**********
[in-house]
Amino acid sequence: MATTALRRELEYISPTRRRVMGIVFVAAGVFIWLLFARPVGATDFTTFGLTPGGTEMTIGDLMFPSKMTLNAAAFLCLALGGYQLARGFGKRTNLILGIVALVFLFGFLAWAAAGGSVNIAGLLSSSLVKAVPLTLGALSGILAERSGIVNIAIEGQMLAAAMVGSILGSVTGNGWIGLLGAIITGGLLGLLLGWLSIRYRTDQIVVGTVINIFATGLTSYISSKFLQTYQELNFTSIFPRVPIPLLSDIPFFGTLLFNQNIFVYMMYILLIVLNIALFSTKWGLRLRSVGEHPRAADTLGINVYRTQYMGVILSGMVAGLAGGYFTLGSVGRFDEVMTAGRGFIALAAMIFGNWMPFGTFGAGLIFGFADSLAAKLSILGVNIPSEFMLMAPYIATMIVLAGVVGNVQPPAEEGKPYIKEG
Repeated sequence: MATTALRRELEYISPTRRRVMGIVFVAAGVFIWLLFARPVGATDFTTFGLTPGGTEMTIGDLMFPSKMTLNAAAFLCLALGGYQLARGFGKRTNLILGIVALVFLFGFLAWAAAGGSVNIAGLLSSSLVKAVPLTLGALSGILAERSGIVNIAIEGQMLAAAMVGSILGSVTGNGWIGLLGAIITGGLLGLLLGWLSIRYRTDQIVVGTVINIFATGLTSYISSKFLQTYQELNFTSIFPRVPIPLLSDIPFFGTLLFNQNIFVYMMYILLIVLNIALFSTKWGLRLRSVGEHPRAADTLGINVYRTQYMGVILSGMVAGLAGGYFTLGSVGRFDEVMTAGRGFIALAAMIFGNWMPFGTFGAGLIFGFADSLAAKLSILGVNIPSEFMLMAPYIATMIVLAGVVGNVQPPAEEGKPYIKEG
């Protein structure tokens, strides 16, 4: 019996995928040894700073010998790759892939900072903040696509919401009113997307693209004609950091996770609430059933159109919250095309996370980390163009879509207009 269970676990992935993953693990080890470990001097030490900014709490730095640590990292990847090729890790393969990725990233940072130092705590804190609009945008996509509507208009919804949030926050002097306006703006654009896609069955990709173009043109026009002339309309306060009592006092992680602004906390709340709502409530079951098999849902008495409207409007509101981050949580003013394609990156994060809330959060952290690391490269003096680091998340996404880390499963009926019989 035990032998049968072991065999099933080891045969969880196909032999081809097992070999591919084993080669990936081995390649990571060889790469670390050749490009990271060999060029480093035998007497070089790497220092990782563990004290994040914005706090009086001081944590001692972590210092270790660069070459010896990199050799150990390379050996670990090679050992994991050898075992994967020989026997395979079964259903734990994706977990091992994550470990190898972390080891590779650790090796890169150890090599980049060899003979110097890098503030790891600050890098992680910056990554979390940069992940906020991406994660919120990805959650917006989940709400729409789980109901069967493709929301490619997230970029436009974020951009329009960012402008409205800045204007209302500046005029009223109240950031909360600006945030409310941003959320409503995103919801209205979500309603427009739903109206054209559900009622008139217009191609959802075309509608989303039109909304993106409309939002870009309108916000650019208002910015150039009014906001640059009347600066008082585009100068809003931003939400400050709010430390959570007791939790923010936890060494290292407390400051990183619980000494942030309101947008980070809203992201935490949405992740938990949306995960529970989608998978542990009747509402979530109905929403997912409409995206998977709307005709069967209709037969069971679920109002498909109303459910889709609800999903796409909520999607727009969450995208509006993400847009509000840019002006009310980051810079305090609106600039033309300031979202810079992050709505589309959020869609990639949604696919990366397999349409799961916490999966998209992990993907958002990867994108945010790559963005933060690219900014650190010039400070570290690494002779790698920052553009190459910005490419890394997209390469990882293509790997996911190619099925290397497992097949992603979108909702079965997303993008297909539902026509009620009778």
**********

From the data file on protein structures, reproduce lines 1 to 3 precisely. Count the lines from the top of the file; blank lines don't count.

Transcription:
[in-house]
Amino acid sequence: MATTALRRELEYISPTRRRVMGIVFVAAGVFIWLLFARPVGATDFTTFGLTPGGTEMTIGDLMFPSKMTLNAAAFLCLALGGYQLARGFGKRTNLILGIVALVFLFGFLAWAAAGGSVNIAGLLSSSLVKAVPLTLGALSGILAERSGIVNIAIEGQMLAAAMVGSILGSVTGNGWIGLLGAIITGGLLGLLLGWLSIRYRTDQIVVGTVINIFATGLTSYISSKFLQTYQELNFTSIFPRVPIPLLSDIPFFGTLLFNQNIFVYMMYILLIVLNIALFSTKWGLRLRSVGEHPRAADTLGINVYRTQYMGVILSGMVAGLAGGYFTLGSVGRFDEVMTAGRGFIALAAMIFGNWMPFGTFGAGLIFGFADSLAAKLSILGVNIPSEFMLMAPYIATMIVLAGVVGNVQPPAEEGKPYIKEG
Repeated sequence: MATTALRRELEYISPTRRRVMGIVFVAAGVFIWLLFARPVGATDFTTFGLTPGGTEMTIGDLMFPSKMTLNAAAFLCLALGGYQLARGFGKRTNLILGIVALVFLFGFLAWAAAGGSVNIAGLLSSSLVKAVPLTLGALSGILAERSGIVNIAIEGQMLAAAMVGSILGSVTGNGWIGLLGAIITGGLLGLLLGWLSIRYRTDQIVVGTVINIFATGLTSYISSKFLQTYQELNFTSIFPRVPIPLLSDIPFFGTLLFNQNIFVYMMYILLIVLNIALFSTKWGLRLRSVGEHPRAADTLGINVYRTQYMGVILSGMVAGLAGGYFTLGSVGRFDEVMTAGRGFIALAAMIFGNWMPFGTFGAGLIFGFADSLAAKLSILGVNIPSEFMLMAPYIATMIVLAGVVGNVQPPAEEGKPYIKEG